Dagstuhl is a computer science research center in Germany, located in and named after a district of the town of Wadern, Merzig-Wadern, Saarland.


Following the model of the mathematical center at Oberwolfach, the center is installed in a very remote and relaxed location in the countryside.
The Leibniz Center is located in a historic country house, Schloss Dagstuhl, together with modern purpose-built buildings connected by an enclosed footbridge.
The ruins of the 13th-century Dagstuhl Castle are nearby, a short walk up a hill from the Schloss.


The Leibniz-Zentrum für Informatik was established at Dagstuhl in 1990. The center is managed as a non-profit organization, and financed by national funds. It receives scientific support by a variety of German and foreign research institutions. Until April 2008 the name of the center was: International Conference and Research Center for Computer Science. The center was founded by Reinhard Wilhelm, who continued as its director until May 2014, when Raimund Seidel became the director.


Dagstuhl's computer science library has over 50,000 books and other media, among them a full set of Springer-Verlag's Lecture Notes in Computer Science series and electronic access to many computer science journals.

Seminar series

Dagstuhl supports computer science by organizing high ranked seminars on hot topics in informatics. Dagstuhl Seminars, which are established after review and approval by the Scientific Directorate, bring together personally invited scientists from academia and industry from all over the world to discuss their newest ideas and problems. Apart from the Dagstuhl seminars, the center also hosts summer schools, group retreats, and other scientific events, all discussing informatics. Every year about 3,500 scientists stay in Dagstuhl for about 100 seminars, workshops and other scientific events. The number of participants is limited to enable discussion and by the available housing capacity. The stay is full-board; participants are accommodated in the original house or in the modern annex, and have all their meals at the center. Seminars are usually held for a weekly period: participants arrive on Sunday evening and depart on Friday evening or Saturday morning. One or sometimes two seminars are held simultaneously with other small meetings.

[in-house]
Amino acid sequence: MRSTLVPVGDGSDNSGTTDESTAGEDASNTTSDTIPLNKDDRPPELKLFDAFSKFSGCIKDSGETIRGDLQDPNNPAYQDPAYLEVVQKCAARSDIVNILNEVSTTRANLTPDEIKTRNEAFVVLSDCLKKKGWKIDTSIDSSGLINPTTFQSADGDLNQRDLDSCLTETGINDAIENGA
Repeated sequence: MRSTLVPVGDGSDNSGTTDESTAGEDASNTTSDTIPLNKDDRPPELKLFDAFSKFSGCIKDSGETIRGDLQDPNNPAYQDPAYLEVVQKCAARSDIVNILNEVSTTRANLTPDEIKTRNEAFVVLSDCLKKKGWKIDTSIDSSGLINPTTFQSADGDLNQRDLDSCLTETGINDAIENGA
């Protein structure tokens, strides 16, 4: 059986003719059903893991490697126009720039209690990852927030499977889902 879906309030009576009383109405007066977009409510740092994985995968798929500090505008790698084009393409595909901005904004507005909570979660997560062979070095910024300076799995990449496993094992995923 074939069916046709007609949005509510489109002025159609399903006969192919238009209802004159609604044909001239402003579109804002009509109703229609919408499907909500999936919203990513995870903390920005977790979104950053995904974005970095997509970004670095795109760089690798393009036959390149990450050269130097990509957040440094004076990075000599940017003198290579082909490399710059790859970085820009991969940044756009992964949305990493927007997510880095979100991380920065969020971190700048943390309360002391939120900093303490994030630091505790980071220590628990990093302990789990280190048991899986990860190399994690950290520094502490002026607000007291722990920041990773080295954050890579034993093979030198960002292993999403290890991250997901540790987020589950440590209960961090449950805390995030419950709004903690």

The cryptographic technique DP5 is named after Schloss Dagstuhl.


As well as publishing proceedings from its own seminars, the Leibniz Center publishes the Leibniz International Proceedings in Informatics, a series of open access conference proceedings from computer science conferences worldwide. Conferences published in this series include the Symposium on Theoretical Aspects of Computer Science, held annually in Germany and France, the conference on Foundations of Software Technology and Theoretical Computer Science, held annually in south Asia, the Computational Complexity Conference, held at a different international venue each year, the Symposium on Computational Geometry, the International Colloquium on Automata, Languages and Programming, the International Symposium on Mathematical Foundations of Computer Science and the International Conference on Concurrency Theory.